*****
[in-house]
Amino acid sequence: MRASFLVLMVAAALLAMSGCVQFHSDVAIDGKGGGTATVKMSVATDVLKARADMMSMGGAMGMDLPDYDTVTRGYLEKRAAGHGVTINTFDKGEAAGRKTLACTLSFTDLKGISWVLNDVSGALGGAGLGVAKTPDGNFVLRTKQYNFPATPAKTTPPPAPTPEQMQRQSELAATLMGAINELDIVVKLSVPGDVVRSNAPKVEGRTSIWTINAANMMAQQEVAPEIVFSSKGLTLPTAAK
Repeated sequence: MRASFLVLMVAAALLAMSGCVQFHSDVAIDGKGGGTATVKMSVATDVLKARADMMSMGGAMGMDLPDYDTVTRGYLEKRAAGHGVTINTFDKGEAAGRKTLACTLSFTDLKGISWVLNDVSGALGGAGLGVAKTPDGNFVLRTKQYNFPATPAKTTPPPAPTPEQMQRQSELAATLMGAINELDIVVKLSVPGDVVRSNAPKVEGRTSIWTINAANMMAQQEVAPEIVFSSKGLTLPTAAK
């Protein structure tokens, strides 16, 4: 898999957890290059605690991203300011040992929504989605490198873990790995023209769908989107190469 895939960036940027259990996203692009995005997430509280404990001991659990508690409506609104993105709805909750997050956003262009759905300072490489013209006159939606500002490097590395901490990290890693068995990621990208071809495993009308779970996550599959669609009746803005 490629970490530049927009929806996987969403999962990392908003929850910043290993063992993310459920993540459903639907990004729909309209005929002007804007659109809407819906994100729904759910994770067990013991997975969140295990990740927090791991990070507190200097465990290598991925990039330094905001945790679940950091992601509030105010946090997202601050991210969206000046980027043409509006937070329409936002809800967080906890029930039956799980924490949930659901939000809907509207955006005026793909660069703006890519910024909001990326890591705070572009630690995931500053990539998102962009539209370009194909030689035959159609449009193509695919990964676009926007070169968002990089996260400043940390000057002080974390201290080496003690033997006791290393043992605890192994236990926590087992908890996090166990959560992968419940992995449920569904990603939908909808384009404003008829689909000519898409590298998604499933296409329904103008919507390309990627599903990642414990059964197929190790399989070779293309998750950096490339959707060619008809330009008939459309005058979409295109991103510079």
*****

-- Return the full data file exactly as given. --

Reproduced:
[in-house]
Amino acid sequence: MRASFLVLMVAAALLAMSGCVQFHSDVAIDGKGGGTATVKMSVATDVLKARADMMSMGGAMGMDLPDYDTVTRGYLEKRAAGHGVTINTFDKGEAAGRKTLACTLSFTDLKGISWVLNDVSGALGGAGLGVAKTPDGNFVLRTKQYNFPATPAKTTPPPAPTPEQMQRQSELAATLMGAINELDIVVKLSVPGDVVRSNAPKVEGRTSIWTINAANMMAQQEVAPEIVFSSKGLTLPTAAK
Repeated sequence: MRASFLVLMVAAALLAMSGCVQFHSDVAIDGKGGGTATVKMSVATDVLKARADMMSMGGAMGMDLPDYDTVTRGYLEKRAAGHGVTINTFDKGEAAGRKTLACTLSFTDLKGISWVLNDVSGALGGAGLGVAKTPDGNFVLRTKQYNFPATPAKTTPPPAPTPEQMQRQSELAATLMGAINELDIVVKLSVPGDVVRSNAPKVEGRTSIWTINAANMMAQQEVAPEIVFSSKGLTLPTAAK
């Protein structure tokens, strides 16, 4: 898999957890290059605690991203300011040992929504989605490198873990790995023209769908989107190469 895939960036940027259990996203692009995005997430509280404990001991659990508690409506609104993105709805909750997050956003262009759905300072490489013209006159939606500002490097590395901490990290890693068995990621990208071809495993009308779970996550599959669609009746803005 490629970490530049927009929806996987969403999962990392908003929850910043290993063992993310459920993540459903639907990004729909309209005929002007804007659109809407819906994100729904759910994770067990013991997975969140295990990740927090791991990070507190200097465990290598991925990039330094905001945790679940950091992601509030105010946090997202601050991210969206000046980027043409509006937070329409936002809800967080906890029930039956799980924490949930659901939000809907509207955006005026793909660069703006890519910024909001990326890591705070572009630690995931500053990539998102962009539209370009194909030689035959159609449009193509695919990964676009926007070169968002990089996260400043940390000057002080974390201290080496003690033997006791290393043992605890192994236990926590087992908890996090166990959560992968419940992995449920569904990603939908909808384009404003008829689909000519898409590298998604499933296409329904103008919507390309990627599903990642414990059964197929190790399989070779293309998750950096490339959707060619008809330009008939459309005058979409295109991103510079």